For the first time in its 226-year history, Kentucky will have a national monument.
President Donald Trump used his power under the Antiquities Act to give Camp Nelson federal designation on Oct. 26. It was the first time the president has used his executive powers to create a national monument since taking office.
Camp Nelson, located in Jessamine County, Kentucky, was originally established as a hospital and Union supply depot during the Civil War. It later became the largest of eight recruitment centers for African American soldiers and served as a refugee camp for their wives and children.
Today, the camp is one of the best-preserved sites associated with Civil War-era U.S. Colored Troops recruitment. The exhibits and stories highlight the transformation of African-Americans from enslavement to citizenship.
“Camp Nelson, and all the patriots who have ties to it, holds an incredible place in America’s history, and President Trump’s action to designate Camp Nelson as a National Monument will ensure the ongoing protection of the site and the story,” U.S. Secretary of the Interior Ryan Zinke said in a press release. “The Camp tells the story about Americans who risked absolutely everything they have and everyone they love to fight for their freedom, the cause of liberty, and to preserve the Union.”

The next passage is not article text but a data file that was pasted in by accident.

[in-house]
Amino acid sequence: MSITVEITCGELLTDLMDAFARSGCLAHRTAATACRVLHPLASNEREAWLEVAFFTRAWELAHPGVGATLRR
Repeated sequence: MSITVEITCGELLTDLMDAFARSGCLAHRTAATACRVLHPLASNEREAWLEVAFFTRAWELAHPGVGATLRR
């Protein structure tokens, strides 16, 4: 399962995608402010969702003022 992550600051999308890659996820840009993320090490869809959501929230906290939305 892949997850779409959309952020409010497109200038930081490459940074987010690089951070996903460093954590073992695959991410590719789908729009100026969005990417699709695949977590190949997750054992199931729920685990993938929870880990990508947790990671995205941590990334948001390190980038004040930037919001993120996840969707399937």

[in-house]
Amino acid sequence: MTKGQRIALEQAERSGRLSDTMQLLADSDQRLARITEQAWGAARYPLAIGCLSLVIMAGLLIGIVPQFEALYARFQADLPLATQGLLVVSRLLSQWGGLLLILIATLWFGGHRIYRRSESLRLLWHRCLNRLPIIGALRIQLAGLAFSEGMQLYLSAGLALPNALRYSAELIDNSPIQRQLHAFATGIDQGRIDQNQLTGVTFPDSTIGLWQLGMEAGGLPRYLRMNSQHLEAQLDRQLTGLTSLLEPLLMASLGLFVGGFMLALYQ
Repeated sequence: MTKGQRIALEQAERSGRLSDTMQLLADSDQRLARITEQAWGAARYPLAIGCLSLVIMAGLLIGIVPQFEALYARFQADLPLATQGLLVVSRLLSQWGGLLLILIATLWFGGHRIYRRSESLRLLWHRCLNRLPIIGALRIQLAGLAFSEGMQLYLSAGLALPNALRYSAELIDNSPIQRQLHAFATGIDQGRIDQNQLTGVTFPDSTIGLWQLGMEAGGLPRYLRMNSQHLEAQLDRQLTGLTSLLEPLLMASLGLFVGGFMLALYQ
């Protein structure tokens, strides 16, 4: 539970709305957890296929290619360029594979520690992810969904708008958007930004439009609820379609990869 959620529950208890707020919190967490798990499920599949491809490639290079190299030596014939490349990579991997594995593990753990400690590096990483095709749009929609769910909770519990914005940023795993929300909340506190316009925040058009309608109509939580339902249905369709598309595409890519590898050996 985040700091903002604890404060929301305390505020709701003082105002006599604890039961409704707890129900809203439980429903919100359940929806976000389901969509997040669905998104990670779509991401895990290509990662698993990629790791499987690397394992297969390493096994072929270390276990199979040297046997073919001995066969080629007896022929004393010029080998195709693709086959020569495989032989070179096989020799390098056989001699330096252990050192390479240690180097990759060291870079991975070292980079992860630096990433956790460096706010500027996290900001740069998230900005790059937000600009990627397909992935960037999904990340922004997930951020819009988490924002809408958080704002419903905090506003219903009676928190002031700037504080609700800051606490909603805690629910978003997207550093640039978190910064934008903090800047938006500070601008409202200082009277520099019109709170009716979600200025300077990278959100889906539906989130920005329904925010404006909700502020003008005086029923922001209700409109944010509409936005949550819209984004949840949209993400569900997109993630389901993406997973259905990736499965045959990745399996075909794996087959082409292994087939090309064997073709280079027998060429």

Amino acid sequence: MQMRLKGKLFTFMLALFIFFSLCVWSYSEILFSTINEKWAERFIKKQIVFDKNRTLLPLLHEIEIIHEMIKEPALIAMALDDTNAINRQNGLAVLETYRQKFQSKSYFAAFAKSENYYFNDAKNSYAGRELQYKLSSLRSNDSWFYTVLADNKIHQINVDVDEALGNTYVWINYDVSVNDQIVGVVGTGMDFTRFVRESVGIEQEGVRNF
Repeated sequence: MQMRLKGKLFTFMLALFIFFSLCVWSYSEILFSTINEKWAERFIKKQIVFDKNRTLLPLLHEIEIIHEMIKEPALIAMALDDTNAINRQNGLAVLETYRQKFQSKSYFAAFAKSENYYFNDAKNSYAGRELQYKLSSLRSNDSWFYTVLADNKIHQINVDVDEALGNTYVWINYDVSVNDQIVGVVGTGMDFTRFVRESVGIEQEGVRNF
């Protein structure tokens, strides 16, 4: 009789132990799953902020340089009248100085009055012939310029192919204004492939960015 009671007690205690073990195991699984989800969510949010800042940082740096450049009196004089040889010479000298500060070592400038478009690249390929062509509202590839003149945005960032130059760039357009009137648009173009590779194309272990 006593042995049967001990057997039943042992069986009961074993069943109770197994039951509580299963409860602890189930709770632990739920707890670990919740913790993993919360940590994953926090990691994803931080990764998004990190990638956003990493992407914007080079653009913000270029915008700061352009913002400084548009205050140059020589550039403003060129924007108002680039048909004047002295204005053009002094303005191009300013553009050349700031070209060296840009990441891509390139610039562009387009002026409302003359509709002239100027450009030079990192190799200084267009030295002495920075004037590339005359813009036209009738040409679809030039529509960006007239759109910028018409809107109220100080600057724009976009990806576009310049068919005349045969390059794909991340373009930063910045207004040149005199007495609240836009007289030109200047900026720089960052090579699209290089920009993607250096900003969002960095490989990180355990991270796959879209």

The designation will protect three separate locations in Jessamine County totaling approximately 380 acres. They include the main encampment area and sites associated with the Home for Colored Refugees. Pastures, open fields, and earthen fortifications from the Civil War-era also will be included as well as entrenchments, building foundations, historic road remnants, and springs.
The process for Camp Nelson to become a national monument has been relatively short. In late 2017, Zinke sent a report to Trump suggesting it be made a national monument. In April, Rep. Andy Barr of Kentucky, with support from the Kentucky Congressional delegation, introduced the Camp Nelson Heritage National Monument Act. It was never passed but supported by the Trump administration.
In August, the National Parks Service opened public input on making the camp a national monument. The decision to make the designation was made with congressional and public input and involved extensive consultation with private landowners.
Camp Nelson will be the 418th site the National Parks Service oversees.